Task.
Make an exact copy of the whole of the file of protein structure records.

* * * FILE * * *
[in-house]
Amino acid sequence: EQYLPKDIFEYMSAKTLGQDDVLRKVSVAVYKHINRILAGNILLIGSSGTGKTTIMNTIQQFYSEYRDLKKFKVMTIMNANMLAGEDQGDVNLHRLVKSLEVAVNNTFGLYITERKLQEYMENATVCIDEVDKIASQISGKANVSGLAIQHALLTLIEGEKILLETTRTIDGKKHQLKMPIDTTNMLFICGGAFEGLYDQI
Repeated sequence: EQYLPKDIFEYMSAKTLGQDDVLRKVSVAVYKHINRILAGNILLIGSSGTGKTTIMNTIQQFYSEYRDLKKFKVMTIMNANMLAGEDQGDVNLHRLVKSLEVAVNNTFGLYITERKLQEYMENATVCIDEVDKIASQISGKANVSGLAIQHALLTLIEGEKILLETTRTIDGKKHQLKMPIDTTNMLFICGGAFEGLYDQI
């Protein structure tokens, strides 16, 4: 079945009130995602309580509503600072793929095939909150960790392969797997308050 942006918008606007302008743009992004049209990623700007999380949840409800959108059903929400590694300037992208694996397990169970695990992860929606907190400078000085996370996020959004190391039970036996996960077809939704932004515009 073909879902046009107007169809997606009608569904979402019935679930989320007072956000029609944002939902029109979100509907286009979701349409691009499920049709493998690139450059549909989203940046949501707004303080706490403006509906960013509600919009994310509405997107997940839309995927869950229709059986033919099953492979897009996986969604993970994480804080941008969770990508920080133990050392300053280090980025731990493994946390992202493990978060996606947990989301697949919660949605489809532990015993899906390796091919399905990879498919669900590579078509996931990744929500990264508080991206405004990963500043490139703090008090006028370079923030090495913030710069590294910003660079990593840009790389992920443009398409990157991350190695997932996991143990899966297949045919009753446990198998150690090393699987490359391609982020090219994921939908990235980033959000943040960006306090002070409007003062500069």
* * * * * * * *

[in-house]
Amino acid sequence: EQYLPKDIFEYMSAKTLGQDDVLRKVSVAVYKHINRILAGNILLIGSSGTGKTTIMNTIQQFYSEYRDLKKFKVMTIMNANMLAGEDQGDVNLHRLVKSLEVAVNNTFGLYITERKLQEYMENATVCIDEVDKIASQISGKANVSGLAIQHALLTLIEGEKILLETTRTIDGKKHQLKMPIDTTNMLFICGGAFEGLYDQI
Repeated sequence: EQYLPKDIFEYMSAKTLGQDDVLRKVSVAVYKHINRILAGNILLIGSSGTGKTTIMNTIQQFYSEYRDLKKFKVMTIMNANMLAGEDQGDVNLHRLVKSLEVAVNNTFGLYITERKLQEYMENATVCIDEVDKIASQISGKANVSGLAIQHALLTLIEGEKILLETTRTIDGKKHQLKMPIDTTNMLFICGGAFEGLYDQI
């Protein structure tokens, strides 16, 4: 079945009130995602309580509503600072793929095939909150960790392969797997308050 942006918008606007302008743009992004049209990623700007999380949840409800959108059903929400590694300037992208694996397990169970695990992860929606907190400078000085996370996020959004190391039970036996996960077809939704932004515009 073909879902046009107007169809997606009608569904979402019935679930989320007072956000029609944002939902029109979100509907286009979701349409691009499920049709493998690139450059549909989203940046949501707004303080706490403006509906960013509600919009994310509405997107997940839309995927869950229709059986033919099953492979897009996986969604993970994480804080941008969770990508920080133990050392300053280090980025731990493994946390992202493990978060996606947990989301697949919660949605489809532990015993899906390796091919399905990879498919669900590579078509996931990744929500990264508080991206405004990963500043490139703090008090006028370079923030090495913030710069590294910003660079990593840009790389992920443009398409990157991350190695997932996991143990899966297949045919009753446990198998150690090393699987490359391609982020090219994921939908990235980033959000943040960006306090002070409007003062500069």